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These are the chronicles of a book addict, a photo junkie, and an aspiring author, rewriting the very fabric of reality one page (and one snapshot) at a time. From the strange to the unusual; the abandoned to the abnormal; the haunted to the historic; the supernatural to the surreal; the forests of dark fantasy, the cemeteries of gothic horror, and the post-apocalyptic ruins of science fiction are the landscapes of my imagination.
Gail Simone introduces Red Sonja Volume 1: Queen Of Plagues with the declaration that she "might actually be a barbarian lover in a superhero lover's clothing," and that's a pretty apt description of what's on display here. Making the move from superheroes to sword-and-sorcery, she manages to put something of a new spin on the genre. She embraces the silliness of Red Sonja's pulp origins, complete with the gratuitous chain mail t'n'a, but uses it to tell a story that's both solid and mature.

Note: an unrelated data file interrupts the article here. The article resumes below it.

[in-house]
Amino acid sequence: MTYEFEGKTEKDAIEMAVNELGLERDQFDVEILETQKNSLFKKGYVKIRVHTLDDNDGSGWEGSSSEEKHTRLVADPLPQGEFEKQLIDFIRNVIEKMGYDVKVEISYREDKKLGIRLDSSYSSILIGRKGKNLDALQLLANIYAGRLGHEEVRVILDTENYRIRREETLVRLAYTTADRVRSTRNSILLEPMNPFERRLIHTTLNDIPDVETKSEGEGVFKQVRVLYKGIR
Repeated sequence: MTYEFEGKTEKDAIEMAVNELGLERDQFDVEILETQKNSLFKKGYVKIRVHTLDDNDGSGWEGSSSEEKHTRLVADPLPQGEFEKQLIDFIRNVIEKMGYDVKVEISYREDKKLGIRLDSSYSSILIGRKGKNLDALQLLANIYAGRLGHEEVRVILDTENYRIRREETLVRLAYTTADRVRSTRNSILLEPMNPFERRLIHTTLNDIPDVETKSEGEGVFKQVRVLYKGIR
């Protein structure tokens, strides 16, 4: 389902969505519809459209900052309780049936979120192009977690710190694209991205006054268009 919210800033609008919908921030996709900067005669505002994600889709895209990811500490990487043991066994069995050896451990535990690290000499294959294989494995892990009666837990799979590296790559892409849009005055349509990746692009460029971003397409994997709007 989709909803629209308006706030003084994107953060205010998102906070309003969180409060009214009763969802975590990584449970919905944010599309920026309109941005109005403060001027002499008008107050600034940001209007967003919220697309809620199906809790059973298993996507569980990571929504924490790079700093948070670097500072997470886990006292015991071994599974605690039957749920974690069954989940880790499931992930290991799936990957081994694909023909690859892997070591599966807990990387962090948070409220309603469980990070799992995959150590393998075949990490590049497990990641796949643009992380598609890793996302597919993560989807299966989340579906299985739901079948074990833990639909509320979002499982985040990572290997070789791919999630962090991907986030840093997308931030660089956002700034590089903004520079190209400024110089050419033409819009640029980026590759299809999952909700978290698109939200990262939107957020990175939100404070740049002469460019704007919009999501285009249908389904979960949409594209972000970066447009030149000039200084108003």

I don't remember my Robert E. Howard as well as I should, but I think Simone may actually do a better job of establishing her heroine's back story. Through a mixture of flashbacks and reminiscing, we witness her childhood, the death of her family, and her life fighting in the pits. It's harsh, and it's cruel, and it's violent . . . and it all helps to define the 'why' of 'who' she is. We don't get as much insight into her sister of the pit, but that shared history makes for a great villain in Dark Annisia.
Overall, this was an enjoyable read. Red Sonja 'sounded' right, with her curses and her challenges, and I like that she wasn't the only woman in the world willing to take up the sword. The glimpses into Dark Annisia's madness in the final issue were exceptionally well-done, and are part of what kicked this up a notch from just being another pulp comic. Gail Simone did a fantastic job bringing the character of Red Sonja to the page, and given that Mercedes Lackey just announced that she's joining the likes of Nancy A. Collins and Tamora Pierce in contributing to the ongoing Legends of Red Sonja, I'm anxious to see what comes next.